For starters, i’d like to commend you on a beautifully written article. The ideas you expressed so eloquently pretty much reflect a lot of what i went through during my early yeshiva years. i was in what was considered a VERY “litv’ishe” yeshiva and went through basically everything you described; besides, however, the level of innocence you seem to have had.
Hence, after years of going through this, when i was told that the differently-dressed boy i had met during a pickup basketball game, would be a “bad influence” and “destroy my Neshama”(something i had heard fairly often; from the way you describe your teenage years, i would bet you did too), i obviously did the opposite of what they intended-befriended him.
Originally, it was all just coming from my pressure-cooker-like frustration with the status quo, but once i had been to Sholom(-my new-found illegal friend-)’s house and met his family, i started growing an actual curiosity over why my rabbis and teachers had been so against my relationship with him. They kept all the halachos etc., and were in some ways more stringent over a lot of customs that were generally ignored by everyone i knew!
I’m not sure how long it took me to work up the courage, but sooner or later i asked him personaly what everyone had against them. His explanation was SHOCKING.
Sholom explained that this attitude hadn’t started with him or even his family- this was an age-old rivalry that had plagued all the followers of his ideology for over two century’s( in case you haven’t guessed it by now, his family was Chabad). He told me that hundred’s of years ago, a man by the name of Yisrael-later dubbed affectionally “Ba’al Shem Tov”- had seen that the way many jews(generally the elite, learned among them) treated G-d, Jews, and Torah had strayed pretty far from the way it had always and was supposed to look.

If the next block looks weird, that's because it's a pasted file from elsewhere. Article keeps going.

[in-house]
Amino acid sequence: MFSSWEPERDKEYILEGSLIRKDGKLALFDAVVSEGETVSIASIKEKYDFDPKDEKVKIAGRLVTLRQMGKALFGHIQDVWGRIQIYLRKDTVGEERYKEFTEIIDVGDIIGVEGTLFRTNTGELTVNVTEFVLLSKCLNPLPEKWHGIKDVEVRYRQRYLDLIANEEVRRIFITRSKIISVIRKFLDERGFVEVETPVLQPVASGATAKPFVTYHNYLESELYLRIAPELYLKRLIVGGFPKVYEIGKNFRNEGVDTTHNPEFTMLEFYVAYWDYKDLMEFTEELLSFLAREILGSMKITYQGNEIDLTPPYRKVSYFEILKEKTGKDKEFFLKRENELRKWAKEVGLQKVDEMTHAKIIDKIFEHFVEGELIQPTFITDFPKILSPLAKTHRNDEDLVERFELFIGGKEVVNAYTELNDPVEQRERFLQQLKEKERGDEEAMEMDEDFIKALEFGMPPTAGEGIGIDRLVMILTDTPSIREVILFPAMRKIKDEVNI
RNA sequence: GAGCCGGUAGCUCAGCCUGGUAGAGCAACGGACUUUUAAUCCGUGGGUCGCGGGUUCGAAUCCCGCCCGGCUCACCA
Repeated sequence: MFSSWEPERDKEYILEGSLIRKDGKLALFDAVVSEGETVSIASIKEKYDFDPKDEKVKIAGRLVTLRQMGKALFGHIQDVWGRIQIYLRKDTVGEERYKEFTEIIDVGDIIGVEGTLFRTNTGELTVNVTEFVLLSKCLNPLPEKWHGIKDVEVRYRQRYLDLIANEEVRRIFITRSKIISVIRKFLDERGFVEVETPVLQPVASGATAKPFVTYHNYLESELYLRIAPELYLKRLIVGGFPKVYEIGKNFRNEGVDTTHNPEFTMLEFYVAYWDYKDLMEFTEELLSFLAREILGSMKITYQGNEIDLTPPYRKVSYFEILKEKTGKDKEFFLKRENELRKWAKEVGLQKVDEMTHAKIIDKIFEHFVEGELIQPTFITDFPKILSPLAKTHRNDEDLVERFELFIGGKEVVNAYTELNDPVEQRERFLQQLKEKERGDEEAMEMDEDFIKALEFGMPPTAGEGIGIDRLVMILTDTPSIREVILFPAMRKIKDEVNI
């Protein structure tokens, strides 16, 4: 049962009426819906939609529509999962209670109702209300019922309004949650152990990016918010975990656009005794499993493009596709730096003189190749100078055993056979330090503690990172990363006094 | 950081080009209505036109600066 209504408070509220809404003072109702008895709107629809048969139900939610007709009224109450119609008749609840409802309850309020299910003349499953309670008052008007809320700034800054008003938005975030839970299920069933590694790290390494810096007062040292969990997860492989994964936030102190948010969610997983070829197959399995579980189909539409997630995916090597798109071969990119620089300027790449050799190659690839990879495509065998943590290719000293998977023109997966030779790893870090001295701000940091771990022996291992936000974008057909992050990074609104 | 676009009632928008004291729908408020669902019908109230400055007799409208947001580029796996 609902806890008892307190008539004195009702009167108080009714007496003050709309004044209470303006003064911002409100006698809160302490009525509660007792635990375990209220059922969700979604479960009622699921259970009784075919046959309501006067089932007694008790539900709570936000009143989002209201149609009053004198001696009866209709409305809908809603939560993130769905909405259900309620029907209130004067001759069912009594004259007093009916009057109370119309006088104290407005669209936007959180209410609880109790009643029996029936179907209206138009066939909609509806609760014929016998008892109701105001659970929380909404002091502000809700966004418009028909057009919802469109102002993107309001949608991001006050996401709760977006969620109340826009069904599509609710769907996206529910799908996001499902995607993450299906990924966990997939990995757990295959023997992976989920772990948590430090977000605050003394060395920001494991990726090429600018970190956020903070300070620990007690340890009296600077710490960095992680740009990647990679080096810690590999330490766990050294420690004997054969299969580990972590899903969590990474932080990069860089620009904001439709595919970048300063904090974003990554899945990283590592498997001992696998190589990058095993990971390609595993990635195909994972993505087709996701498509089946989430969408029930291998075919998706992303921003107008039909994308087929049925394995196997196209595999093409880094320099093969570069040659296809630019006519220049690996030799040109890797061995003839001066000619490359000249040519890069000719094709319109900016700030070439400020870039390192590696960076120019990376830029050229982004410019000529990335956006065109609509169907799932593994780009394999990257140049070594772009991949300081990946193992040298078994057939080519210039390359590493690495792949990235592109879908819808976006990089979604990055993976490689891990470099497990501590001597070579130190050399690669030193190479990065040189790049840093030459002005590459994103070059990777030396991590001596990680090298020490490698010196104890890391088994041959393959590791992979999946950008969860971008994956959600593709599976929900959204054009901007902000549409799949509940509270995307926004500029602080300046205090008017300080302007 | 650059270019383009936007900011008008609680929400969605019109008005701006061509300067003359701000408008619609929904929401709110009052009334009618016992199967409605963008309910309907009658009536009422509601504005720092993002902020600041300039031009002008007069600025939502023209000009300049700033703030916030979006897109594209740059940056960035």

(btw, this is where the connection to your article comes in.) This Yisrael saw basically everything you described in you article, and then some. he saw how gehenna-the jewish “hell”, although in actuality has absolutely nothing to do with the christianized way many jews perceive it to be- was being used to frighten, terrorize, etc. people into being good.
And the problem with this was that 1) this is NOT what Judaism is (don’t worry, i saw what you wrote at the end of your article, and i’ll address it in a sec) , and 2) Jews were reacting to this garbage by turning out kind of like you and I.
When I heard that, and Sholom showed me the actual philosophy of Judaism-the way it is seen by the vast majority of Jews nowadays- I immediately quit the yeshiva I was currently enrolled in and switched to his.
And Voila! suddenly Elul was unrecognizable from the Hell i (and you, clearly)was taught it was; suddenly G-d was a Father, not a policeman; and if you’re really interested, ask any Chabad Shliach for the way to reconcile this outlook with the aforementioned sources (all i can tell you now is, no, you are NOT EXPECTED to gouge out your eyes. OR to fast at all for your p’gam bris. See Tanya for details.)
Look; I’m not trying to be one of those haters, “that wasn’t real Judaism, you misunderstood them…blablabla”(-to be read in an extremely annoying, artificially high-pitched voice-) even if i sound like i am. What I’m saying is that I went through what seems to be a very similar experience to yours, and I’m very, very grateful that I was shown the not only the true outlook of Judaism, but real, live, LOVING (and I really mean that) Jews/Rabbi’s/Buchorim that actually jump for joy when Elul comes around- I know I also thought they were faking at first. Stress on “at first”. And these guys were regular letzim and bot’lei torah like any bochur in my old Yeshiva!
The point is, please learn Tania and/or Lekutei mahara”n (or the like)-there are a huge amount of translations, adaptations etc. all over (I for one am ADDICTED to Chabad.org), and only afterwards make your decision on Judaism.
Thanks again for the eye-opening article.
I’ll take things that never happened for 500, Alex
Stumbling upon this late but yes!!! Amazing. I have never felt more understood. These two lines… “The truth is that the Torah is codified in a way that pretty much guarantees to mess up people who innocently take its directives seriously” and then “this not the sanitized version preached by moderates and kiruv people.” Perfection.
Only since leaving orthodoxy, rabbis and other frum Jews try to present a different Judaism to me, full of gentility and love. But that’s not how it was.
Every year during Elul, I experienced what I know now was very real anxiety and a destroyed self esteem. At as young as 10 or 11 years old. I’d cry and feel horrible for how “mean” I was to Hashem. Summer camp during Tishaa Baav was another time of self hate and anxiety. I worried constantly about Hashems feelings, and every time I struggled, I was sure he was hurting me because he hated me for how bad I was. Not healthy. Not ok.
I ache for your pain, sincerely, your orthodox sister, Dina